Recently, we tweaked our pastoral internship program for this year to focus more on pastoral theology than trying to cover the whole gamut of a seminary education (church history, systematics, biblical theology, exegesis, etc.). To that end, we choose to highlight twelve categories of thought and practice that seem especially important to pastoral ministry. I know not every category below is technically “pastoral theology,” and obviously this isn’t anything like an exhaustive list. But these are some of the books I’ve found most helpful in pastoral ministry.
1. General Pastoral Ministry
Charles Spurgeon, Lectures to My Students – One of my favorite books of all time. I reread chapters often.
D.A. Carson, The Cross and Christian Ministry – Destined to be a classic exposition of the gospel-centered nature of our calling.
Ajith Fernando, Jesus-Driven Ministry – An honest and challenging look at what spiritual leadership really looks like.
R. Kent Hughes, Liberating Ministry from the Success Syndrome – I read this early in ministry; a good idea.
John Piper, Brothers We Are Not Professionals – I can’t think of a Piper book that moved me more than this one.
Guy Prentiss Waters, How Jesus Runs the Church – He’s almost certainly thought about church polity more than you have.
James Bannerman, The Church of Christ – He’s possibly thought about church polity more than anyone ever has.
Mark Dever, Nine Marks of a Healthy Church – A great blueprint for church reform and revitalization.
Jonathan Leeman, The Surprising Offense of God’s Love – Deep and long, but worth the effort. Very practical and heartfelt.
Philip Ryken, City on a Hill – I wish more people knew of this little gem.
Alexander Strauch, Biblical Eldership – Best exegetical overview of eldership around today.
Colin Marshall and Tony Payne, The Trellis and the Vine – Will help you keep the main thing the main thing.
Timothy Laniak, Shepherds After My Own Heart – A biblical theology of the shepherd imagery. At least read the last chapter.
Timothy Witmer, The Shepherd Leader – A practical guide and biblical exhortation to actually know and care for the flock.
David Dickson, The Elder and His Work – Our elders are reading this right now. Good primer on elder care.
Richard Baxter, The Reformed Pastor – You don’t have to follow all his methods to be impressed by Baxter’s care of souls.
J. Oswald Sanders, Spiritual Leadership – A wealth of examples, heroes, and anecdotes.
Larry Osborne, Sticky Teams – Will save you from being stupid.
Alexander Strauch, Meetings that Work – Will save you from being boring.
Mark Dever, Deliberate Church – You’ll be prodded and poked to think more carefully about what you do and why you do it.
5. Biblical Interpretation
D.A. Carson, Exegetical Fallacies – The book everyone needs to read and no one wants to be in.
Robert Plummer, 40 Question About Interpreting the Bible – Great overview of the doctrine of Scripture and hermeneutics.
David Helm, One-to-One Bible Reading – Helpful primer on discipleship.
John Stott, Between Two Worlds – A well deserved classic; every preacher should read this at some point.
D. Martyn Lloyd-Jones, Preaching and Preachers – By far, my favorite book on preaching.
James W. Thompson, Preaching Like Paul – Not sure if Thompson is an evangelical, but this book is full of eminently good sense.
John Piper, The Supremacy of God in Preaching – Will make your preaching better by making it bigger.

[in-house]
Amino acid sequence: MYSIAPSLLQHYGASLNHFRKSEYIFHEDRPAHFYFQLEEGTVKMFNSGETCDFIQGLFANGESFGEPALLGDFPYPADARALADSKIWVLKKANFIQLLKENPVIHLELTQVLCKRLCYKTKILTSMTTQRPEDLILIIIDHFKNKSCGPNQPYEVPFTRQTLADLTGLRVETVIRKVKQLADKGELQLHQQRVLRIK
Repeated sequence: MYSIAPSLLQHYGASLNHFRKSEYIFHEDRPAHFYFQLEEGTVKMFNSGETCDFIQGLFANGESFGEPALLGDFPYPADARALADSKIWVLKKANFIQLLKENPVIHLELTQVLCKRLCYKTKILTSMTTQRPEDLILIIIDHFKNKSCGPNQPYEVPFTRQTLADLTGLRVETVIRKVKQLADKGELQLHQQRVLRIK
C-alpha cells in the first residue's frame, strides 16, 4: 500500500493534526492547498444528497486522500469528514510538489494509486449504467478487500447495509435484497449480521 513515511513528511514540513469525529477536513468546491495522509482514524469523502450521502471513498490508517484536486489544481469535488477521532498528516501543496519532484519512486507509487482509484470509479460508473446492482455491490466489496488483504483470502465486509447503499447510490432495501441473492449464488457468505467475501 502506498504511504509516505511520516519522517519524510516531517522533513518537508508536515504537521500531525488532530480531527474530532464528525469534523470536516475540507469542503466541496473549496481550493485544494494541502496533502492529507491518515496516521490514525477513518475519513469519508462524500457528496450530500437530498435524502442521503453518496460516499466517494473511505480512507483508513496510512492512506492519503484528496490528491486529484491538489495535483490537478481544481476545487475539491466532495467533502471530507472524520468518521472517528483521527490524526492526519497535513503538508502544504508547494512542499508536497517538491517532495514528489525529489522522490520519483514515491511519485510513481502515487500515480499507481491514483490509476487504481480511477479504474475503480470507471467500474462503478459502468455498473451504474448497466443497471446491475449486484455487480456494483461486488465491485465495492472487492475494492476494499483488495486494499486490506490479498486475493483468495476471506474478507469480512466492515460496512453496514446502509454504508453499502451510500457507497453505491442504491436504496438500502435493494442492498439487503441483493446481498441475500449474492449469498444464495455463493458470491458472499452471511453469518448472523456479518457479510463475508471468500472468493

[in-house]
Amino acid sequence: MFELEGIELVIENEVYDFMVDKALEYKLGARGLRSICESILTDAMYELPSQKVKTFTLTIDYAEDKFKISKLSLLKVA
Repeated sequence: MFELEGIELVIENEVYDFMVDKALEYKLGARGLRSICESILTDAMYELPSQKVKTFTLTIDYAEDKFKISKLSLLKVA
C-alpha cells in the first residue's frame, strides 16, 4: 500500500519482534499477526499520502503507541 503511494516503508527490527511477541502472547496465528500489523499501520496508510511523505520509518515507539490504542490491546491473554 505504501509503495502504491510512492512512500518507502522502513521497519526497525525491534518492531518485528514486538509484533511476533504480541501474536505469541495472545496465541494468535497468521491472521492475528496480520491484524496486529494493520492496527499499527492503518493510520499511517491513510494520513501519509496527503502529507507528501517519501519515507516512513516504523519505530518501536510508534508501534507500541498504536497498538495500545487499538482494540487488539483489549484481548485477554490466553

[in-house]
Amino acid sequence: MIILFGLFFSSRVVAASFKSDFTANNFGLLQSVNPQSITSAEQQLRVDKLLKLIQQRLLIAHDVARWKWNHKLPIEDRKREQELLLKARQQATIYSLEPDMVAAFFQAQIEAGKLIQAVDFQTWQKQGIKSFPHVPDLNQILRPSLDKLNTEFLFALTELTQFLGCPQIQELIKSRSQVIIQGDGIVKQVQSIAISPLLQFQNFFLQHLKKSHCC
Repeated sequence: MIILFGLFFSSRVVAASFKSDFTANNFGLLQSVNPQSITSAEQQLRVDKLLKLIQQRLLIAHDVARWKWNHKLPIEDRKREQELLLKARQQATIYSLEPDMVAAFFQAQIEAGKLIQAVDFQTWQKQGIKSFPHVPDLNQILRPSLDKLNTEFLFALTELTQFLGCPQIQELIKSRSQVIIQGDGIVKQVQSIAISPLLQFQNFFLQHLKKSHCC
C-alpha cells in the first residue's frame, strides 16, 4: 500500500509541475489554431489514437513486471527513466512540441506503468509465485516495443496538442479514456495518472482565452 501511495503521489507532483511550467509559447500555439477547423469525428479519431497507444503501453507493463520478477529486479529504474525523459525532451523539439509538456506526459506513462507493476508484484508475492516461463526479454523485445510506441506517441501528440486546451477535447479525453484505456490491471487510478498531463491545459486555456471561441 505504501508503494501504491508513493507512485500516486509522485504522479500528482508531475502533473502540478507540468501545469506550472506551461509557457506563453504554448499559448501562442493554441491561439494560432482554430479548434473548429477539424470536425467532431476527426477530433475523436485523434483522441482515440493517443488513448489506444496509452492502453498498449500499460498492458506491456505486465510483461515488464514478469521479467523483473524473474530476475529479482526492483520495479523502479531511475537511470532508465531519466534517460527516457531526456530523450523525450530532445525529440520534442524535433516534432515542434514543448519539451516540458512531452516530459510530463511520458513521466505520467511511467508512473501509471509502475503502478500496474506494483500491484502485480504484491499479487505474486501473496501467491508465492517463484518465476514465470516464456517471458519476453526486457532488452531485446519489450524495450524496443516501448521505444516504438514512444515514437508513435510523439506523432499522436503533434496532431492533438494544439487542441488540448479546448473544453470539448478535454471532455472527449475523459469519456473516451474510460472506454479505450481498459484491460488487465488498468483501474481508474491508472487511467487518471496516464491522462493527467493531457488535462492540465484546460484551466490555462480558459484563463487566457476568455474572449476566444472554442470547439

D.A. Carson, ed., Worship by the Book -Introduction to worship from three different perspectives, with an excellent summary essay from Carson.
Philip Ryken, ed., Give Praise to God – Introduction to worship from the perspective of the regulative principle.
Bryan Chapell, Christ-Centered Worship – I don’t know of any church whose services could not be helped by considering the things in this book.
Hughes Oliphant Old, Worship That is Reformed – There is more to being Reformed than you might think.
Bob Kauflin, Worship Matters – Eminently balanced, gospel-centered, and practical.
Harold Best, Unceasing Worship – A wise, creative, insightful writer. Will make you think.
Michael Emlet, CrossTalk – Biblical counseling applied.
Paul Tripp, Instruments in the Redeemer’s Hands – The best manual on how to get started with helping people change.
David Powlison, Seeing Through New Eyes – Counseling in action on the printed page.
David Powlison, “The Pastor as Counselor” in For the Fame of God’s Name (p. 419-42) – Great introduction to and appeal for biblical counseling over against secular models.
Mark Dever, The Gospel and Personal Evangelism – Straight thinking of the evangel and evangelism.
Mack Stiles, The Marks of a Messenger – A theology of evangelism by one who really evangelizes.
Randy Newman, Questioning Evangelism – Get to the gospel by asking questions; sound like Jesus.
D. Martyn Lloyd-Jones, Evangelistic Sermons – Wonderful examples of exegetical, evangelistic preaching.
Paul Miller, A Praying Life – The best book on prayer to actually make you want to pray.
David Hansen, Long Wandering Prayer – I always like books on prayer that feel freeing.
Hughes Oliphant Old, Leading in Prayer – A manual filled with beautiful examples to use or emulate.
11. Church and Culture
David Wells, The Courage to Be Protestant – Every pastor should read at least one David Wells book. This is the last, so a good place to start.
James Davison Hunter, To Change the World – Helpful corrective to Christian triumphalism.
D.A. Carson, Christ and Culture Revisited – Nuanced, careful, balanced.
David Hesselgrave, Paradigms in Conflict – The chapter on sovereignty is not great, but the rest of the book raises some of the most critical issues in contemporary missiology.
P.T. O’Brien, Gospel and Mission in the Writings of Paul – Read whatever he writes (that goes for O’Brien and Paul)
Kevin DeYoung and Greg Gilbert, What Is the Mission of the Church? – Extremely important topic.